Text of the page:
Surgery on Korg Kaoss Pad 3 slider

Distinction

The Korg Kaoss Pad series. Simple stereo audio effectors/samplers/loopers that allow you to control (preset) effects with medium XY touch field.

Made for DJs to control filters, delays, whatever with one finger ( as these are not multi-touch controllers…yet).

I absolutely LOVE these things, and it’s because I’m NOT a DJ. I’m a DRUMMER.

If I want to control sound at the drumset, I have a problem with knobs, because I’m keeping my sticks in my hand.

Like some kind of GAS Pokemon, I feel like I had to collect them all.

kaoss theory.jpg
picture from 2013, when I had two KP1s

For quick comparison, I have

  • one orignal KP1, which has no MIDI clocking, so I use it for filters, reverbs, and it’s distinctively chunky time-stretch.
  • two KP2, which has the most solid construction, MIDI clock sync for some effects, and very quick sampling.
  • one KP3, which has more abundant MIDI sync effects, but has a flimsy-er feeling construction. I do appreciate the 8×8 pixels on the touchpad acting as a crude screen for more UI.
  • one KP4 (“quad”)
  • one Kaossilator Pro (synth and looper), which I sold for more programmable synths (like the QuasiMidi Sirius and Novation circuit).

…none of the battery-powered “mini” KPs, as my drummer-hands need big palm-sided controls.

 

Motivation.

The earlier KPs were surprisingly rugged. My newest unit, the KP3, is certainly more full-featured with more knobs, and a vertical slider (to control Level of the 4 sample/loops), but it’s controls feels wobbly and fragile.

Sure enough, the vertical slider broke off earlier this year.

Now I finally got around to ordering a spare part from Korg resellers Full Compass,

and it’s time to replace it. Given the dense and tight construction of the KP3, this proved a little trickier than expected.

To the Bench

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take off your shoes and screws.

 

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as we can the motherboard has two daughter boards: one thin one for the front-lip knobs and headphone/mic jacks, and the main UI for for the touch-screen.
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seen from the back (port) side, the motherboard connects to the UI TouchScreen board in MANY spots via ribbon multi-cables.

 

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d
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Disconnect the “main” ribbon at “CN1B” first, and it gets easier from there.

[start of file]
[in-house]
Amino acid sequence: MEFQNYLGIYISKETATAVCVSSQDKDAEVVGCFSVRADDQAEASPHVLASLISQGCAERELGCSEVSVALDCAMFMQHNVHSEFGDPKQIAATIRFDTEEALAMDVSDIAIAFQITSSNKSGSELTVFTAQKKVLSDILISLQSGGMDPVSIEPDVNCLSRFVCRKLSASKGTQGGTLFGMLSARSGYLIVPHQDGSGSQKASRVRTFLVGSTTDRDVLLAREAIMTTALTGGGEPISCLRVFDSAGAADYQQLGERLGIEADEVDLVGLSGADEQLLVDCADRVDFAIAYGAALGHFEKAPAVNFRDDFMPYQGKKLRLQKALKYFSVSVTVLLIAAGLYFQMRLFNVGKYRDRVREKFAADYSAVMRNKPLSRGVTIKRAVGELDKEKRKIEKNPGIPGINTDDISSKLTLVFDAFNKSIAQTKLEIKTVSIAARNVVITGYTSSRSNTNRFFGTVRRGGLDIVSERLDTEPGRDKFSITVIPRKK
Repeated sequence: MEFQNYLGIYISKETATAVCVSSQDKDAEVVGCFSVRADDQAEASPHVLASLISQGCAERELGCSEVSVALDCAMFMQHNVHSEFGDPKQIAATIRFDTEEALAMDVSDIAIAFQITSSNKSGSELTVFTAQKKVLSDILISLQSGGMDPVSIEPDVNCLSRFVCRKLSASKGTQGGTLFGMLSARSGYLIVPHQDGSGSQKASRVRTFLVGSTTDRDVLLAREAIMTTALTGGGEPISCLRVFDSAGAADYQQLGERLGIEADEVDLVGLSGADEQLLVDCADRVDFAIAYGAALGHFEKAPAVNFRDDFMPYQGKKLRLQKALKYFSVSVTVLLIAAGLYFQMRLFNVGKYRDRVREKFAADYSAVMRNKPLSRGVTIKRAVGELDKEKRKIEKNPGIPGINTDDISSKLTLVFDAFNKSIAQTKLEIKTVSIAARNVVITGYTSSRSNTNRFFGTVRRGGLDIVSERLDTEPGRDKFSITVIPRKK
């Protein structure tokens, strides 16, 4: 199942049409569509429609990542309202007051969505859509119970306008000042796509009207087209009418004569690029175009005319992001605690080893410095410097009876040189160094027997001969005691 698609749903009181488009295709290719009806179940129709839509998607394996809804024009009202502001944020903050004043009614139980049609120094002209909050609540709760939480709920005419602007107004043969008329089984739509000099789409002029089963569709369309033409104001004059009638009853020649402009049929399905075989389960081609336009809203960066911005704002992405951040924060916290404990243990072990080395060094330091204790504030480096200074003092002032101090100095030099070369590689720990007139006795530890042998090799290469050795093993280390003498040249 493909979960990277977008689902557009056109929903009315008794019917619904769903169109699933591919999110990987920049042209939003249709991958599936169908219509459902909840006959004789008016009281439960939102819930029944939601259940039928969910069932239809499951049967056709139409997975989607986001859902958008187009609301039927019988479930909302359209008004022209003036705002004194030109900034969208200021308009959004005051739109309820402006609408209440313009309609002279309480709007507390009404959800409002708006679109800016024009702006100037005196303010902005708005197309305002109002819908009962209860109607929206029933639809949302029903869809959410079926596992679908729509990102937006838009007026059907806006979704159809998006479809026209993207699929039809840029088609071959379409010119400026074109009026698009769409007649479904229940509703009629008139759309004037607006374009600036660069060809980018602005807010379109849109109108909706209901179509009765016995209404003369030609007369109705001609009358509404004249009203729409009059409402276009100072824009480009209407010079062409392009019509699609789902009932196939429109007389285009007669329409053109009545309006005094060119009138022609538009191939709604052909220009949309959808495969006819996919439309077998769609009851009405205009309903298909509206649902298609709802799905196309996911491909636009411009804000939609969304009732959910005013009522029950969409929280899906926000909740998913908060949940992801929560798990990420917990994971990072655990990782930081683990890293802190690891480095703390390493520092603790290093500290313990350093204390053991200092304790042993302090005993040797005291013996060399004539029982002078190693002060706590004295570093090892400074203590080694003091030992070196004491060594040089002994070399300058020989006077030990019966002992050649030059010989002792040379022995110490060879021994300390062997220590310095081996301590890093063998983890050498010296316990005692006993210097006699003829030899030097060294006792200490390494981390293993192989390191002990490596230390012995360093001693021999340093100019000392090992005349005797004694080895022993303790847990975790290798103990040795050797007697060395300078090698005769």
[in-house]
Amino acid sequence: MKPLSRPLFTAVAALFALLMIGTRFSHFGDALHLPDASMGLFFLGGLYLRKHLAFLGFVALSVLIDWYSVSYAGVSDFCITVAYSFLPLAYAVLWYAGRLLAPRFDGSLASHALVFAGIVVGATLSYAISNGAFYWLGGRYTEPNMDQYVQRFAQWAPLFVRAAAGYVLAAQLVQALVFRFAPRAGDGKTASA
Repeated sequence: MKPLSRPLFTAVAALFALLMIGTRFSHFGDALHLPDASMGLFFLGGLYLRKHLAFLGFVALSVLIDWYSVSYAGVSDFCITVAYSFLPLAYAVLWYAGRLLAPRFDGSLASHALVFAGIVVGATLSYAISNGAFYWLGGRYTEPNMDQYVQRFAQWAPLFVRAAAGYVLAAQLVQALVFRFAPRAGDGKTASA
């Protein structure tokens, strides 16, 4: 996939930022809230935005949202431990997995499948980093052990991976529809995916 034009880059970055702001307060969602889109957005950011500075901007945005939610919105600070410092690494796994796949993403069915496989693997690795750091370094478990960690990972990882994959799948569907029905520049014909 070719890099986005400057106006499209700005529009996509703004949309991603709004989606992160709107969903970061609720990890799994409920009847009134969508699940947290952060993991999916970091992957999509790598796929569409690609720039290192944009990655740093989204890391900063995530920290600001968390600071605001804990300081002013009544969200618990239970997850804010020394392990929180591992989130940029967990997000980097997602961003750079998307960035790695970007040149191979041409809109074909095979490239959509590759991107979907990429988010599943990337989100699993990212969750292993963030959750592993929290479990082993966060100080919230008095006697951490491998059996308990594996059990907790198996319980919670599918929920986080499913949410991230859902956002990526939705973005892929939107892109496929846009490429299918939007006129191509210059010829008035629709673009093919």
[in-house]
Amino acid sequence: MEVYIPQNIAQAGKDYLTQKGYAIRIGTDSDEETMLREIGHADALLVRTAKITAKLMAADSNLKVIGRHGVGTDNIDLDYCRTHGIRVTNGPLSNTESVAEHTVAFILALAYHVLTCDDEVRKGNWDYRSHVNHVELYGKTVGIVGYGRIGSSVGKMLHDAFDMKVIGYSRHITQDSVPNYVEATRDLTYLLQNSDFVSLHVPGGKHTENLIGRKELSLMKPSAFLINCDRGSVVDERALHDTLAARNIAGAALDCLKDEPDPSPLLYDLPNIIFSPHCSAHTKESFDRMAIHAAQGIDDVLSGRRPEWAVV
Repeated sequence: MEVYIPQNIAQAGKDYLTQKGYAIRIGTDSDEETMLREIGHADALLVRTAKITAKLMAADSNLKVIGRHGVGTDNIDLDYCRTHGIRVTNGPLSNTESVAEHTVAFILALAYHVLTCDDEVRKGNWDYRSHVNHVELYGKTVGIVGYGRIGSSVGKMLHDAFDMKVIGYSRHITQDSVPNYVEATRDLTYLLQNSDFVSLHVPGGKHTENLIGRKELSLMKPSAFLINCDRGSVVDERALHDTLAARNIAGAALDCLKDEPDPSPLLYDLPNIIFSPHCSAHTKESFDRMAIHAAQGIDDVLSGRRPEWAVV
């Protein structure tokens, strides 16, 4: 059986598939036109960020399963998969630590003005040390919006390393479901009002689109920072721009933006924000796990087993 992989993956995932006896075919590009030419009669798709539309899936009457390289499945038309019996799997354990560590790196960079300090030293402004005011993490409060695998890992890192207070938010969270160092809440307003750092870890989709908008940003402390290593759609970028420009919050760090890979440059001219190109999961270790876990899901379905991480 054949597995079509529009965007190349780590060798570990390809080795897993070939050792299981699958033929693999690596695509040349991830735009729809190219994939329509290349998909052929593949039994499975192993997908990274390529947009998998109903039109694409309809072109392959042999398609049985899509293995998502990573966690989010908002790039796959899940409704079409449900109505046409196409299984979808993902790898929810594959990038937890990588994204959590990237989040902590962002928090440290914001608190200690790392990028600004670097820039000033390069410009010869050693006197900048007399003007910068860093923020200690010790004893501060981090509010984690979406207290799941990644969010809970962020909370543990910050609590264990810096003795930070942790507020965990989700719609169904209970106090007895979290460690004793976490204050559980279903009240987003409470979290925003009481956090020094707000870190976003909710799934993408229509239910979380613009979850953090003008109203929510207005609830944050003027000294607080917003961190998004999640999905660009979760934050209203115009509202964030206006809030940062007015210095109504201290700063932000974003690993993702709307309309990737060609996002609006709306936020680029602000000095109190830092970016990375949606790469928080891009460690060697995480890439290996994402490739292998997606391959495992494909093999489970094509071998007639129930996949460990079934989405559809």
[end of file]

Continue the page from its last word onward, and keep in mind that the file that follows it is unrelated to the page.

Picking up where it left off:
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Many of the ribbons use this pull-locking standoff thing. Too big for my Big Dumb Drummer fingers… use small jewlers pliers to (gently) pull the hood loose.

We’re in

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once inside, we can get separate the UI TouchScreen boar from it’s silicon button-interfaces and screen-framing. This allows me to get to the broken slider potentiometer.
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the broken Slide pot, part “VR3” (variable resistor #3). I could use a paperclip to move the part, but it stopped registering as moving, suggesting that the electromechanics are also damaged…

The Heat is On

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solder pads for VR3 looked pretty blobby, so we start at the lowest working temp; 450 for just-at the melting point of (most) solder.
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the pads liquified nicely (perhaps my rework blower runs a bit hot ?)
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out with the old (left) , in with the new (right). AS you can see, the odl unit not only broke the stem of the slide pot (which mounts the knob you grab), but it also cracked the (brown) PCB of the assembly, which is why it didn’t work even when I use a paperclip to move it.
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this large part was a bit hard to steady to solder back in, so I used a bit of bus wire to temporarily lash it in as a 3rd hand.

 

 

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solder pads looks good, and it showed changing resistance when swept.

 

 

Getting OUT !

 

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once re-assembled and turned back on, I see that there is some weird clouding on the numeric screen.
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that “cloud” in the LCD screen proved to be the felt bushing (for the input select switch) had fallen into the screen cavity.

 

Be careful on your way out, folks.  Don’t let the felt switch-busing hit your screen on the way out.

 

 

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the stem of the new slider pokes back through, but feels just as wobbly as when I bought it. THIS is why I defer to the KP2 at the drumkit.

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